The modern worldview does not make it easy to believe in the afterlife. Science leaves little room for a conception of life after death. It’s much simpler, more logical, to view human consciousness as an immaterial interface that arises from neurochemical processes in the brain. Meaning there is no soul, no life after death. The universe is just atoms in the void. Concepts of heaven, hell, soul, and spirit are meaningless–as is the question, ‘where will I go when I die?’–because once we are gone, we lose our identity, our consciousness, forever. There is no life after life.
But that’s not what everyone believes. In fact, that’s not even what every scientist believes. A growing number of quantum physicists are subscribing to, and in fact finding evidence for, a different view of the universe. Dr. Stuart Hameroff, for example, believes in the Orch-OR (orchestrated objective reduction) theory, which holds that our consciousness is comprised of quantum information held in microtubules. When we die, according to this theory, our ‘quantum soul’ is redistributed back to the universe at large.
This theory would help explain the incredibly frequent incidents of near death experience, when people seem to leave their bodies after the heart has stopped beating and then return with a head full of otherworldly images. One of the most recent and noteworthy near death experiences happened to a lifelong atheist, Dr. Eber Alexander. Dr. Alexander’s incredible experience is documented in his book “Proof of Heaven: A Neurosurgeon’s Journey into the Afterlife,” which concludes that life does not end after death, that there follows the resurrection of the mind into a different state.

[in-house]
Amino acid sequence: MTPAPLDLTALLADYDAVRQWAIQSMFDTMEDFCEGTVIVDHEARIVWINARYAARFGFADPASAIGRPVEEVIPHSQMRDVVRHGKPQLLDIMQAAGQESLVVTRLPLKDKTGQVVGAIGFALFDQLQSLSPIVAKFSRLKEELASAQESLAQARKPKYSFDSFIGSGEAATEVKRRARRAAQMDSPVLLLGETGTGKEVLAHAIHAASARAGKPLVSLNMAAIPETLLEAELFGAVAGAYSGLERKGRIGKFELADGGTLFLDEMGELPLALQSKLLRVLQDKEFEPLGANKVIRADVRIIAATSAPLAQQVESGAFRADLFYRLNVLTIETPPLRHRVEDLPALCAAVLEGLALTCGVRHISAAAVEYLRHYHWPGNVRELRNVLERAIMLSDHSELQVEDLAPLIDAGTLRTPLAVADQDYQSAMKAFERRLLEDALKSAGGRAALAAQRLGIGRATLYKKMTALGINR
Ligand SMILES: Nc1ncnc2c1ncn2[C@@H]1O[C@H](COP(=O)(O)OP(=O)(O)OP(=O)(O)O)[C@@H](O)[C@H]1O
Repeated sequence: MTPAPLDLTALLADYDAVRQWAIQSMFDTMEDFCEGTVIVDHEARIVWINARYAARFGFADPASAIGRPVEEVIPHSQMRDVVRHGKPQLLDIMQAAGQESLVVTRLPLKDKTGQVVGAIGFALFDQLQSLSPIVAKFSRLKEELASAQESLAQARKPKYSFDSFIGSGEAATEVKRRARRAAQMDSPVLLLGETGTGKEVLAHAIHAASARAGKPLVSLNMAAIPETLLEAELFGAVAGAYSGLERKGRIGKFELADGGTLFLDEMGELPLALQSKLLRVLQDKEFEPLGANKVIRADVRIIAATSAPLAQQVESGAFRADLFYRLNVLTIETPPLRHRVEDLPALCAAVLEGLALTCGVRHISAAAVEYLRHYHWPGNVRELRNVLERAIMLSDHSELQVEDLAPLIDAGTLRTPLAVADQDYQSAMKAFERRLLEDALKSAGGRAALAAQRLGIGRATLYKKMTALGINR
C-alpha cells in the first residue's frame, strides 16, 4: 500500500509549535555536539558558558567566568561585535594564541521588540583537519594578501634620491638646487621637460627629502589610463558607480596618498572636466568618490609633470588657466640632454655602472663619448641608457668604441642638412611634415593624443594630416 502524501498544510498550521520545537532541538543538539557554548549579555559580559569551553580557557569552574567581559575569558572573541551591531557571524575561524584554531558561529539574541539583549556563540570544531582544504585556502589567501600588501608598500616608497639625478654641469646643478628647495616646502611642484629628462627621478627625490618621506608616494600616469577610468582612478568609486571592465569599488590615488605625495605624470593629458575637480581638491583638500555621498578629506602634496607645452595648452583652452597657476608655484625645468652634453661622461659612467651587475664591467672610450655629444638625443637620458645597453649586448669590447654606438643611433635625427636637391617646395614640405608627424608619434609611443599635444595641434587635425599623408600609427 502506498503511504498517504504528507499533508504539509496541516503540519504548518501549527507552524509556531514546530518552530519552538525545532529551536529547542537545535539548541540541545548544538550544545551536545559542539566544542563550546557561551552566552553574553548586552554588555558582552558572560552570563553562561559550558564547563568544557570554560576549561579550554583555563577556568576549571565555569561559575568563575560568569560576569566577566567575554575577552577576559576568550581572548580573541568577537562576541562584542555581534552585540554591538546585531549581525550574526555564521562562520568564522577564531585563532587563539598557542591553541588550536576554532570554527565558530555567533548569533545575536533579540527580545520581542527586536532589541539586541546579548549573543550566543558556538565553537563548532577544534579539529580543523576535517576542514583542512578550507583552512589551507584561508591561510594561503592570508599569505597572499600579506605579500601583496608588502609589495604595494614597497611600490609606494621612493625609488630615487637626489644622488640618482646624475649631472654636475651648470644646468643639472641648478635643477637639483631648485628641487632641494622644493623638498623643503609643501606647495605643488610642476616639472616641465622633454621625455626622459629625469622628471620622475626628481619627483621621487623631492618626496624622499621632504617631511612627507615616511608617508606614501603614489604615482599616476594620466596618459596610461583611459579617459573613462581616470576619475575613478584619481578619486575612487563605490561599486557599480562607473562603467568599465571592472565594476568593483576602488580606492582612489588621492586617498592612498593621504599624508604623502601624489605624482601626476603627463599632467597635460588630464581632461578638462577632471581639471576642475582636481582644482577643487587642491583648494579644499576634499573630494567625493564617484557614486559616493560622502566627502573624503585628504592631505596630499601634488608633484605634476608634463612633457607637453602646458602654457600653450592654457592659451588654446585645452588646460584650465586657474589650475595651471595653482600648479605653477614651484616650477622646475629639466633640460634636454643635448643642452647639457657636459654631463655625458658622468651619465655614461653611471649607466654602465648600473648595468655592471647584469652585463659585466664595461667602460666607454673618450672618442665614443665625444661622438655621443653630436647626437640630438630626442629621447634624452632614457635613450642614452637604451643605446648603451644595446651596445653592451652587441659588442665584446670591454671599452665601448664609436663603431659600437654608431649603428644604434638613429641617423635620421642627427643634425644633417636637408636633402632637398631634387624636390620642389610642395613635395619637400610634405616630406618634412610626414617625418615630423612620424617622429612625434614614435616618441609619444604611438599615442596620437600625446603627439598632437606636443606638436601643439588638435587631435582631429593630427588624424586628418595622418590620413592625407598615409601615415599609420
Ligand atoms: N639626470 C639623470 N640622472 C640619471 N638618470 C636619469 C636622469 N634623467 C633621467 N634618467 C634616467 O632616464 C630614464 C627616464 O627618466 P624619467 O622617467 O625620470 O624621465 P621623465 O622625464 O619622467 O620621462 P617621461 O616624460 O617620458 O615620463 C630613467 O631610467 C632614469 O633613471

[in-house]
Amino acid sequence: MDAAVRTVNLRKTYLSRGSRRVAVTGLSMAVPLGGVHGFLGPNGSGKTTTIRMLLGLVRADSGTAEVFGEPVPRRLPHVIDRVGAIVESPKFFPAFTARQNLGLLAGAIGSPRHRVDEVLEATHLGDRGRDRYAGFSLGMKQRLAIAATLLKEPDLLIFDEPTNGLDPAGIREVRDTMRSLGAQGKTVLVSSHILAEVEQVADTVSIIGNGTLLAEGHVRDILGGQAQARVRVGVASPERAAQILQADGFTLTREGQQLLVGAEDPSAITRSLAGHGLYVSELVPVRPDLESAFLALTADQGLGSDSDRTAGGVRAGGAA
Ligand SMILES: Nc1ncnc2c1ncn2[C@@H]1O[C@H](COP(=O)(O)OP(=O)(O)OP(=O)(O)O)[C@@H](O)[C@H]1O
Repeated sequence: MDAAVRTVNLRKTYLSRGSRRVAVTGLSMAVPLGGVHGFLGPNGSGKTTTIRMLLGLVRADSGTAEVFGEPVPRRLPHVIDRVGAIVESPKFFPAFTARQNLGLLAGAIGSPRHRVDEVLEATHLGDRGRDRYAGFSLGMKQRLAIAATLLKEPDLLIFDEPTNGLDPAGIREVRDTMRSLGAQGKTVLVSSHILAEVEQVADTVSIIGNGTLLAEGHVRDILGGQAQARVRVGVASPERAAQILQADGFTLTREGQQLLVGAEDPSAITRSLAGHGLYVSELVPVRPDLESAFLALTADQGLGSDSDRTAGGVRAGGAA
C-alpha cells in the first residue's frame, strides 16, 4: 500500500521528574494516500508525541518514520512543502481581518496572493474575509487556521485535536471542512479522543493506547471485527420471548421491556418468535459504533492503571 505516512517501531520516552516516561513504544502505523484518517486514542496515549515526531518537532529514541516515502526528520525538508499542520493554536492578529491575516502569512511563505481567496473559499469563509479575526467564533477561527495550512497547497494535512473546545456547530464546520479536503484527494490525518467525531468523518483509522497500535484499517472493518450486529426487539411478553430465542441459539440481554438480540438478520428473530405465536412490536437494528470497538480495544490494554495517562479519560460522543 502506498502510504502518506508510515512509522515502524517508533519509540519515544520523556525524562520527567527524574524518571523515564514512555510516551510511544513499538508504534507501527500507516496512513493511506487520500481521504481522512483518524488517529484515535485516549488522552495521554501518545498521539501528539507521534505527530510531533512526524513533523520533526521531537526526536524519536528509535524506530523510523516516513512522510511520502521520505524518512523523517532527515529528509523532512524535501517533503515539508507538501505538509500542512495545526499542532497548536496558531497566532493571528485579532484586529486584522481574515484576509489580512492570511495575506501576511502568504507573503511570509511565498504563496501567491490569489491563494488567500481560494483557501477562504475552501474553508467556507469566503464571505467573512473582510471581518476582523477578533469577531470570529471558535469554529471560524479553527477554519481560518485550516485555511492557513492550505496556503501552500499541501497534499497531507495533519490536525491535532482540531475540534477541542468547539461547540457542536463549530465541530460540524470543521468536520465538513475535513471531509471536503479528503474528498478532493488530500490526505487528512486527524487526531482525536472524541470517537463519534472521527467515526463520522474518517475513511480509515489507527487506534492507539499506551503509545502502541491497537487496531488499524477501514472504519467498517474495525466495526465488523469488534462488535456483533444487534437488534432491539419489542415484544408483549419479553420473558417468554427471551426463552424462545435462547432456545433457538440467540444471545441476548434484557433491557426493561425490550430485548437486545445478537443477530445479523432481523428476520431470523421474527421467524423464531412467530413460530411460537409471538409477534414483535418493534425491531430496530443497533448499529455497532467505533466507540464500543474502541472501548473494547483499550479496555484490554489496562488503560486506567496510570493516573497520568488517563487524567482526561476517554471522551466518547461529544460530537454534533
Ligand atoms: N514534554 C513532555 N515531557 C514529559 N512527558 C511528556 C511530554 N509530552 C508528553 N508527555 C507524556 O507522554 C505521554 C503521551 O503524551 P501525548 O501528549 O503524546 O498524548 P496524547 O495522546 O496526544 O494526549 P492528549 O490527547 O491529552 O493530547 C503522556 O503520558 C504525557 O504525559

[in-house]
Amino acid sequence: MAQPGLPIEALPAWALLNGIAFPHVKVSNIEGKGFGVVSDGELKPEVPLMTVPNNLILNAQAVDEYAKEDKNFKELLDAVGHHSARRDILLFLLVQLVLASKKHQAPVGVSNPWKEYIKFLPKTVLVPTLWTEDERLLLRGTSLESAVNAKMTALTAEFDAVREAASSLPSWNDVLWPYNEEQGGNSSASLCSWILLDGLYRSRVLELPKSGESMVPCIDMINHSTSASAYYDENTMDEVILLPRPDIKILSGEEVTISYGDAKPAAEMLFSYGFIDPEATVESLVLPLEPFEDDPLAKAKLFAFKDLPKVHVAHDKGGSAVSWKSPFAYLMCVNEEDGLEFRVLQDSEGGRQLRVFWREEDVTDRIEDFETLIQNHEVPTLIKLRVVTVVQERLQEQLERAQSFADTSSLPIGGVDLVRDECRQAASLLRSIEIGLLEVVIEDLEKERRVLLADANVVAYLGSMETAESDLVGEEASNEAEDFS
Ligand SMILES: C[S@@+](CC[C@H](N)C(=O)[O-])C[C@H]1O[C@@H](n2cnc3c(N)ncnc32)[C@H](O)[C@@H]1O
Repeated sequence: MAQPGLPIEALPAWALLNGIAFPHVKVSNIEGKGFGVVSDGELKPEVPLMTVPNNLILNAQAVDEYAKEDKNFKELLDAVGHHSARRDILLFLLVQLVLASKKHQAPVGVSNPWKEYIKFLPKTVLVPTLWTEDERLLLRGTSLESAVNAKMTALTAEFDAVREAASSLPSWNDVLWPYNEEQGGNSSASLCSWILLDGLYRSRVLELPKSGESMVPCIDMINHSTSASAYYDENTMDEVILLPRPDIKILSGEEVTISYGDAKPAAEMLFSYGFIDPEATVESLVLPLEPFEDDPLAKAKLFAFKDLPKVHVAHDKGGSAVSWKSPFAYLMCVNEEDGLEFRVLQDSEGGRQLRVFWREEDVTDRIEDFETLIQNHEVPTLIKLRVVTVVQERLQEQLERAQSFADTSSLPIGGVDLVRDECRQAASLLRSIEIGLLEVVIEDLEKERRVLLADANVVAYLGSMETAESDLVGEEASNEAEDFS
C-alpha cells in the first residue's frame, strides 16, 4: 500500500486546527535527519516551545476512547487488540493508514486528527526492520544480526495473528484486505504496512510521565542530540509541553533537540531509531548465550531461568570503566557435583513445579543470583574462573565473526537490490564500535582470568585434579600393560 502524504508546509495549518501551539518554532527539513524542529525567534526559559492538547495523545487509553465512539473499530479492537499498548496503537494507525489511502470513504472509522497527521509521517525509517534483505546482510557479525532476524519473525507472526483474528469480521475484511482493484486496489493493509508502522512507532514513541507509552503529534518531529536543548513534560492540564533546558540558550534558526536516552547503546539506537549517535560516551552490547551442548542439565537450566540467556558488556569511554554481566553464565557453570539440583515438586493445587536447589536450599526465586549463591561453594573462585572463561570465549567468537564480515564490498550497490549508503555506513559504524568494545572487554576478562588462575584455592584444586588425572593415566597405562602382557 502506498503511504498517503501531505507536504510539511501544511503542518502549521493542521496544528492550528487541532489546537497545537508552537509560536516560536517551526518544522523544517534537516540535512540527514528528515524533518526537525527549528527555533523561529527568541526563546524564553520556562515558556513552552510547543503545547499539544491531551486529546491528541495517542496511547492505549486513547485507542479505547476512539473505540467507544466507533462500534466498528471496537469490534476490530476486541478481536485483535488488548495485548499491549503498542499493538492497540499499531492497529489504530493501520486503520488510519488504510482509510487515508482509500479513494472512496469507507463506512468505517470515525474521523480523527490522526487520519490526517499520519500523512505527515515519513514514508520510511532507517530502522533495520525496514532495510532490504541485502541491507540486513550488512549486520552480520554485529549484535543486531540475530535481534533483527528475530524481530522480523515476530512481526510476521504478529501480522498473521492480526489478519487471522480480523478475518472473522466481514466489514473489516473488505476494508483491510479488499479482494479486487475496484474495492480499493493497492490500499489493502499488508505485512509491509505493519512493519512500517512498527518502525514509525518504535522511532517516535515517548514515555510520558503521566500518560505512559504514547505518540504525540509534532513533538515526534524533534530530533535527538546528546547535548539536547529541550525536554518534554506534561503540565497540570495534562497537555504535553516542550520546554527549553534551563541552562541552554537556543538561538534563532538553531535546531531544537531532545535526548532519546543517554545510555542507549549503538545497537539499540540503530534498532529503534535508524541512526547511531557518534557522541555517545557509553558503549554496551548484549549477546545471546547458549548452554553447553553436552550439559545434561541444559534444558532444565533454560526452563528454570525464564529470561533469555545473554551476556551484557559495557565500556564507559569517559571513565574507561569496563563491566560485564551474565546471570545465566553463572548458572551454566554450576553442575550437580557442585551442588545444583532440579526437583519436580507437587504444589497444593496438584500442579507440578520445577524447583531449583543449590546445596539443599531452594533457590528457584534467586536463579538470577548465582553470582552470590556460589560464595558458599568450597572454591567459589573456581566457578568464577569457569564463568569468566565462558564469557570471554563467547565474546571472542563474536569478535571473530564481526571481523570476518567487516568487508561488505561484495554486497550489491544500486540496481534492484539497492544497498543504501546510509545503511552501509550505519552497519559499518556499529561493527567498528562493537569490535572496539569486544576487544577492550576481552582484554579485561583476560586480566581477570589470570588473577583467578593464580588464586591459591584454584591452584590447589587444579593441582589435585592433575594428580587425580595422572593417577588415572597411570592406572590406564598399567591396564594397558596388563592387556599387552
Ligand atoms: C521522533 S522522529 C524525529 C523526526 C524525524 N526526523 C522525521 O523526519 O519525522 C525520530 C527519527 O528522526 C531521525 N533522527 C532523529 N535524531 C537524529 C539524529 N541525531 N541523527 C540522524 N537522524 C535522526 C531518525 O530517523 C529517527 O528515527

This kind of thinking is not new. In fact, Eastern philosophy has long sought unification of mind and matter as part of one divine, cosmic energy, speculating that consciousness experiences existence as a never-ending cycle of transition and rebirth. This idea is explored quite viscerally in the film Enter the Void, which not only explores similarities between the Tibetan Book of the Dead and the spirit molecule DMT but attempts to depict what a soul’s flight from this world to the next would be like.
And then something like this:
Meanwhile science continues to pave the way for this reality. In fact, a recent study by Nature even concluded that the universe itself grows like a giant brain and, more, that the same universal laws that dictate the electrical signals in our brains also direct galactic expansion. Curiously, this same study implicates the growth of Internet networks as partaking of these same laws.
Do these studies and theories have any effect on paranormal studies? After all, if consciousness can be said to have a fundamental role in the development of the universe, if we are in fact made of quantum information that cannot be destroyed, what does this say about the afterlife itself? It may mean that those who are no longer living still inhabit the same space-time as us and that we are all returning to the same home someday, a quantum state with no separation between mind and matter. It may mean that death will simply be the discovery that consciousness and the universe are the same thing.